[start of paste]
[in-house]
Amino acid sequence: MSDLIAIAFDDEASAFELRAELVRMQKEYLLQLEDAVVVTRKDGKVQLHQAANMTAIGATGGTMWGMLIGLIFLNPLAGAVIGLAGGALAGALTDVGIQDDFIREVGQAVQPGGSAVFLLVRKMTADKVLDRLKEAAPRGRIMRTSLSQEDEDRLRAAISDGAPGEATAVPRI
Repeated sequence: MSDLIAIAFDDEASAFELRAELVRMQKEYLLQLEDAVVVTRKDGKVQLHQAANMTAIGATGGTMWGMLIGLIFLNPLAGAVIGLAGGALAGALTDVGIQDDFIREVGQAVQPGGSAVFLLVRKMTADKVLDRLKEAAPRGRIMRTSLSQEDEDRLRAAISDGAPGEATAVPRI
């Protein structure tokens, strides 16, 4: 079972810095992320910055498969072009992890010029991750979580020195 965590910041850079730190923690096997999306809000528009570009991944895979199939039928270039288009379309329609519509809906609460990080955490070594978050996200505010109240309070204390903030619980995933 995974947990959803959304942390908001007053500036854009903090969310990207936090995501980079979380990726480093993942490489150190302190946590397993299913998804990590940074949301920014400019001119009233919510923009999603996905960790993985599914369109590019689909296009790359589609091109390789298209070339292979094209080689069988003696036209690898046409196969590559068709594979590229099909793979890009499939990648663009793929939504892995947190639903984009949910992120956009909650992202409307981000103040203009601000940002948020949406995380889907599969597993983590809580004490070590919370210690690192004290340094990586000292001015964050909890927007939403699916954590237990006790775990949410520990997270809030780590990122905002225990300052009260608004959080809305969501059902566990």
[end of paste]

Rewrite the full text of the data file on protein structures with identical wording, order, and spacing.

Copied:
[in-house]
Amino acid sequence: MSDLIAIAFDDEASAFELRAELVRMQKEYLLQLEDAVVVTRKDGKVQLHQAANMTAIGATGGTMWGMLIGLIFLNPLAGAVIGLAGGALAGALTDVGIQDDFIREVGQAVQPGGSAVFLLVRKMTADKVLDRLKEAAPRGRIMRTSLSQEDEDRLRAAISDGAPGEATAVPRI
Repeated sequence: MSDLIAIAFDDEASAFELRAELVRMQKEYLLQLEDAVVVTRKDGKVQLHQAANMTAIGATGGTMWGMLIGLIFLNPLAGAVIGLAGGALAGALTDVGIQDDFIREVGQAVQPGGSAVFLLVRKMTADKVLDRLKEAAPRGRIMRTSLSQEDEDRLRAAISDGAPGEATAVPRI
């Protein structure tokens, strides 16, 4: 079972810095992320910055498969072009992890010029991750979580020195 965590910041850079730190923690096997999306809000528009570009991944895979199939039928270039288009379309329609519509809906609460990080955490070594978050996200505010109240309070204390903030619980995933 995974947990959803959304942390908001007053500036854009903090969310990207936090995501980079979380990726480093993942490489150190302190946590397993299913998804990590940074949301920014400019001119009233919510923009999603996905960790993985599914369109590019689909296009790359589609091109390789298209070339292979094209080689069988003696036209690898046409196969590559068709594979590229099909793979890009499939990648663009793929939504892995947190639903984009949910992120956009909650992202409307981000103040203009601000940002948020949406995380889907599969597993983590809580004490070590919370210690690192004290340094990586000292001015964050909890927007939403699916954590237990006790775990949410520990997270809030780590990122905002225990300052009260608004959080809305969501059902566990």